Viruses that enter cells through endocytosis end up in endosomes. Mechanisms of escape from endosomes differ for enveloped and nonenveloped viruses. The decrease in pH between early and late endosomes favors conformational changes of viral surface proteins by exposing their hydrophobic residues, which allow for fusion of the viral envelope with the endosomal membrane. This in turn permits escape of the viral core or the genome into the cytoplasm. Nonenveloped viruses disrupt the endosomal membrane either by a pathway called carpet mechanism or by forming pores. In carpet-like disruption of endosomal membranes, viral peptides act like a detergent and thus interrupt the hydrophobic interactions between membrane lipids allowing for the development of micelles and for transient formation
of holes within the membrane.33 Other viruses carry proteins, which form amphipathic α-helices that assemble into a pore within the lipid membrane of the endosome where the hydrophobic parts interact with the lipid bilayer while the hydrophilic parts of the coils form the inner wall of the pore.34 Picornaviruses, parvoviruses, and reoviruses utilize this strategy.

TABLE 39.3 Viral Receptors



Viral Antigen

Physiological Function


Herpes virus entry mediator

Herpes simplex virus-1

Glycoprotein D

Receptor for costimualtors/coinhibitors


Coxsackie adenovirus receptor

Adenovirus C


Cell adhesion molecxule


Coxsackie B virus


Adenovirus B2


Complement regulatory protein


Measles virus






Complement regulatory protein




Virus proteins 1-3

Cell adhesion molecule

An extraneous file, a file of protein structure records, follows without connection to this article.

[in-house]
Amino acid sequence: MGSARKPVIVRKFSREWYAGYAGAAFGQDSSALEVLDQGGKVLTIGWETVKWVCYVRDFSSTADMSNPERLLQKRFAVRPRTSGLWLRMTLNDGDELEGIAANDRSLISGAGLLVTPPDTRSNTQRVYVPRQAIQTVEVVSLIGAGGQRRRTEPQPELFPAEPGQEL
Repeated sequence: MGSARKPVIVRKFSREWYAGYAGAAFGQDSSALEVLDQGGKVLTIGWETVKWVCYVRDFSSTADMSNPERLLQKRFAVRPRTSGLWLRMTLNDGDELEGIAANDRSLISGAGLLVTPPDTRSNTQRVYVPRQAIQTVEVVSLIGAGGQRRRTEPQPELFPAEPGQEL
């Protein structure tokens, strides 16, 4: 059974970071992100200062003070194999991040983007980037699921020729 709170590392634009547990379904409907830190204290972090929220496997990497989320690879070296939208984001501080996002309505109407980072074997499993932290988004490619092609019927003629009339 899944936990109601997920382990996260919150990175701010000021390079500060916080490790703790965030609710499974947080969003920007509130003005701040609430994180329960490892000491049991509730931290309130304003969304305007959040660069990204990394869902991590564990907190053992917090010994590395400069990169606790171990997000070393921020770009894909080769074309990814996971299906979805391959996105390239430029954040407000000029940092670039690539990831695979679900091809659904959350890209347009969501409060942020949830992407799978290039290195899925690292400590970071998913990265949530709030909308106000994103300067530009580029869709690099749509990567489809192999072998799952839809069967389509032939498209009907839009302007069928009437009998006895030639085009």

Human immunodeficiency virus-1

Glycoprotein 160

T-cell receptor coreceptor


Nicotinic acetylcholine receptor

Rabies virus


Forms ion channels in neuronal membranes



Hepatitis C virus

Glycoprotein E2

Signal transduction




Viral proteins 1-4

Cell adhesion molecule



Epstein-Barr virus

Glycoprotein 350/220

Complement component



Ebola virus


C-type lectin, adhesion molecule


Dengue virus

Glycoprotein E


Hepatitis C virus

Glycoprotein E2


P-selectin glycoprotein ligand-1

Enterovirus 71

Selectin receptor; mediates leukocyte rolling



Measles virus


Signal transduction


Transferrin receptor 1

Lassa fever virus


Import of iron


CD, cluster of differentiation; DC-SIGN, dendritic cell-specific intercellular adhesion molecule-3-grabbing non-integrin; ICAM, intercellular adhesion molecule; SLAM, signaling lymphocytic activation molecule.

Once within the cell, viruses may be broken down by autophagy,35 a catabolic process involving the degradation of a cell’s own components to convert unneeded pieces into nutrients. During this process, so-called autophagosomes form from membrane structures containing autophagiarelated gene products (Atg), such as the ubiquitin-like Atg8, the Atg4 protease, and the Atg12-Atg5-Atg16 complex. The outer membrane of the autophagosome fuses with a lysosome to allow for degradation of its contents. Formation of autophagosomes is initiated by PI3K and Beclin-1. Most viruses block this pathway by inhibiting PI3K activation, but rhinoviruses and poliovirus sponsor formation of early autophagosomes but block their fusion with lysosomes and then use the structures to egress the cells.36